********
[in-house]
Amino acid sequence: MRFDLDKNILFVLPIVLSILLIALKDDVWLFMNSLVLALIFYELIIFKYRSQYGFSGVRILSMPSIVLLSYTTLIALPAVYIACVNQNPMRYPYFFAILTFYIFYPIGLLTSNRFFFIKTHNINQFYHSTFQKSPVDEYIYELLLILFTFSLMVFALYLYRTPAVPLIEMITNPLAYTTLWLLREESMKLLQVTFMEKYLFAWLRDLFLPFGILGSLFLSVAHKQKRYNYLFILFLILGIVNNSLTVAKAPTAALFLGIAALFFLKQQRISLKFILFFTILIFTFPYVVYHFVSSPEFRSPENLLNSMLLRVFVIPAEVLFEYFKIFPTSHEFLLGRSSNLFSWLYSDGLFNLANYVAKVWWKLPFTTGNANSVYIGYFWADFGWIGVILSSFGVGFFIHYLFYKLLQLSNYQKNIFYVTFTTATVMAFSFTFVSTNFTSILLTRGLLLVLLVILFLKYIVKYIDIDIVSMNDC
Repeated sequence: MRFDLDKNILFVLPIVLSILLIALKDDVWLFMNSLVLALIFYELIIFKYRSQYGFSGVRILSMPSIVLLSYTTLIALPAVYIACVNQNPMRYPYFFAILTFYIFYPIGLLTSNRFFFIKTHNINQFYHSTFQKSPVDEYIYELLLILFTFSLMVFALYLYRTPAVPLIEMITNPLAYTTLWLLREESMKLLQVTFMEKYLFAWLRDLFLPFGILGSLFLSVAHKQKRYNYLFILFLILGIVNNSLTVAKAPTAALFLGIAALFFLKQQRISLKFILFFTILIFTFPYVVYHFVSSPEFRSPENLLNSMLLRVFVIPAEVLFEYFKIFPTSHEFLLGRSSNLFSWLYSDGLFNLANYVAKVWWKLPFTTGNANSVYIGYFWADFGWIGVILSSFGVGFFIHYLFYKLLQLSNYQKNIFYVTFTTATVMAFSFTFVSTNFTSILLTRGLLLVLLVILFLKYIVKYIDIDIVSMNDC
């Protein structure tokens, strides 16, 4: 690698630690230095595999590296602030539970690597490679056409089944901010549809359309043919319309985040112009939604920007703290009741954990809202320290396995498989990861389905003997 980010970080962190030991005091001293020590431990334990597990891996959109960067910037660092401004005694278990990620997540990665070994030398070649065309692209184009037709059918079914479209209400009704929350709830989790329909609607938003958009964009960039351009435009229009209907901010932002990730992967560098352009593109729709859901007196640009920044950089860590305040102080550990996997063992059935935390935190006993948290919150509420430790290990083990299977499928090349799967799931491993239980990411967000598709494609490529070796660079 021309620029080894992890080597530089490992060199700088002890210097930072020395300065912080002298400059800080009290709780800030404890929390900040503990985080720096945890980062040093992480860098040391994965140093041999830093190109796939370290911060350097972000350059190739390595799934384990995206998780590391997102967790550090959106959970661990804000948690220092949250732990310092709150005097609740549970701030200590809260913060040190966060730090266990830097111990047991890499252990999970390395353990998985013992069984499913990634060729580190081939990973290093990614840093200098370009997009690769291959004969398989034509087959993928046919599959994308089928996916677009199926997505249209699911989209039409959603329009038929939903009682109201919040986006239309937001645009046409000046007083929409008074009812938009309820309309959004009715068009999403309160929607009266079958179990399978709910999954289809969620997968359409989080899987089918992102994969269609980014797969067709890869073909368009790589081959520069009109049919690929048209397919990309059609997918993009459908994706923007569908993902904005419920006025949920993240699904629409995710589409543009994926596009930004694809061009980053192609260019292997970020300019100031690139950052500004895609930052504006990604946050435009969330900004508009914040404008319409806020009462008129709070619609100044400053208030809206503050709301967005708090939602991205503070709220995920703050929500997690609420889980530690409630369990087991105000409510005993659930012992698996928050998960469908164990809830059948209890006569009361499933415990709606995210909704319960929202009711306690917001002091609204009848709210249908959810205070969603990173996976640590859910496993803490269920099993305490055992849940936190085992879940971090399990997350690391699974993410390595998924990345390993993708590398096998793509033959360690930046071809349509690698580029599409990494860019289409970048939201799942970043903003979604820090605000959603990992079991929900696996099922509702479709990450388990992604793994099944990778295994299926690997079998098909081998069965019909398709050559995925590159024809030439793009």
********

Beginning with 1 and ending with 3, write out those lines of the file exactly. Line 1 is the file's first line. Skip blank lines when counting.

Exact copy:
[in-house]
Amino acid sequence: MRFDLDKNILFVLPIVLSILLIALKDDVWLFMNSLVLALIFYELIIFKYRSQYGFSGVRILSMPSIVLLSYTTLIALPAVYIACVNQNPMRYPYFFAILTFYIFYPIGLLTSNRFFFIKTHNINQFYHSTFQKSPVDEYIYELLLILFTFSLMVFALYLYRTPAVPLIEMITNPLAYTTLWLLREESMKLLQVTFMEKYLFAWLRDLFLPFGILGSLFLSVAHKQKRYNYLFILFLILGIVNNSLTVAKAPTAALFLGIAALFFLKQQRISLKFILFFTILIFTFPYVVYHFVSSPEFRSPENLLNSMLLRVFVIPAEVLFEYFKIFPTSHEFLLGRSSNLFSWLYSDGLFNLANYVAKVWWKLPFTTGNANSVYIGYFWADFGWIGVILSSFGVGFFIHYLFYKLLQLSNYQKNIFYVTFTTATVMAFSFTFVSTNFTSILLTRGLLLVLLVILFLKYIVKYIDIDIVSMNDC
Repeated sequence: MRFDLDKNILFVLPIVLSILLIALKDDVWLFMNSLVLALIFYELIIFKYRSQYGFSGVRILSMPSIVLLSYTTLIALPAVYIACVNQNPMRYPYFFAILTFYIFYPIGLLTSNRFFFIKTHNINQFYHSTFQKSPVDEYIYELLLILFTFSLMVFALYLYRTPAVPLIEMITNPLAYTTLWLLREESMKLLQVTFMEKYLFAWLRDLFLPFGILGSLFLSVAHKQKRYNYLFILFLILGIVNNSLTVAKAPTAALFLGIAALFFLKQQRISLKFILFFTILIFTFPYVVYHFVSSPEFRSPENLLNSMLLRVFVIPAEVLFEYFKIFPTSHEFLLGRSSNLFSWLYSDGLFNLANYVAKVWWKLPFTTGNANSVYIGYFWADFGWIGVILSSFGVGFFIHYLFYKLLQLSNYQKNIFYVTFTTATVMAFSFTFVSTNFTSILLTRGLLLVLLVILFLKYIVKYIDIDIVSMNDC